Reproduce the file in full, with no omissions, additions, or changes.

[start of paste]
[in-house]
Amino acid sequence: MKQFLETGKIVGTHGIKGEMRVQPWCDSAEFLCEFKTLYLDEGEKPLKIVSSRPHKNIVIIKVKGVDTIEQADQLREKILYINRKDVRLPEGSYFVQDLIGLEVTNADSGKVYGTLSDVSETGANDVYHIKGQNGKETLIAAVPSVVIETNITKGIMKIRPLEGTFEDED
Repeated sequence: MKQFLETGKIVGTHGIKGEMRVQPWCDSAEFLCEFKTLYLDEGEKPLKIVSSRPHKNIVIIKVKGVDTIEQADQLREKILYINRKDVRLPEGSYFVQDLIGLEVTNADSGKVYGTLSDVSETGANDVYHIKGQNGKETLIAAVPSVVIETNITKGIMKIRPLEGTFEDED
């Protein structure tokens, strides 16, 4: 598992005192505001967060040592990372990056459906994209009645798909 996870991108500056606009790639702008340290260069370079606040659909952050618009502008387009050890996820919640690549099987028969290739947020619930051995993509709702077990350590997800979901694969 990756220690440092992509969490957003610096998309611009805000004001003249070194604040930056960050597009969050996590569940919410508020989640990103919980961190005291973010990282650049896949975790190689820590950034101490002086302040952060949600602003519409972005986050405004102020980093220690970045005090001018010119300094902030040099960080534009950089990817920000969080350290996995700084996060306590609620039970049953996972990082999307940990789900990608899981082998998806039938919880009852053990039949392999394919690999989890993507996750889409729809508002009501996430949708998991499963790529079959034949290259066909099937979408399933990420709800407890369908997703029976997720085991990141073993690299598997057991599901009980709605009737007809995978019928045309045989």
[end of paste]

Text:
[in-house]
Amino acid sequence: MKQFLETGKIVGTHGIKGEMRVQPWCDSAEFLCEFKTLYLDEGEKPLKIVSSRPHKNIVIIKVKGVDTIEQADQLREKILYINRKDVRLPEGSYFVQDLIGLEVTNADSGKVYGTLSDVSETGANDVYHIKGQNGKETLIAAVPSVVIETNITKGIMKIRPLEGTFEDED
Repeated sequence: MKQFLETGKIVGTHGIKGEMRVQPWCDSAEFLCEFKTLYLDEGEKPLKIVSSRPHKNIVIIKVKGVDTIEQADQLREKILYINRKDVRLPEGSYFVQDLIGLEVTNADSGKVYGTLSDVSETGANDVYHIKGQNGKETLIAAVPSVVIETNITKGIMKIRPLEGTFEDED
């Protein structure tokens, strides 16, 4: 598992005192505001967060040592990372990056459906994209009645798909 996870991108500056606009790639702008340290260069370079606040659909952050618009502008387009050890996820919640690549099987028969290739947020619930051995993509709702077990350590997800979901694969 990756220690440092992509969490957003610096998309611009805000004001003249070194604040930056960050597009969050996590569940919410508020989640990103919980961190005291973010990282650049896949975790190689820590950034101490002086302040952060949600602003519409972005986050405004102020980093220690970045005090001018010119300094902030040099960080534009950089990817920000969080350290996995700084996060306590609620039970049953996972990082999307940990789900990608899981082998998806039938919880009852053990039949392999394919690999989890993507996750889409729809508002009501996430949708998991499963790529079959034949290259066909099937979408399933990420709800407890369908997703029976997720085991990141073993690299598997057991599901009980709605009737007809995978019928045309045989």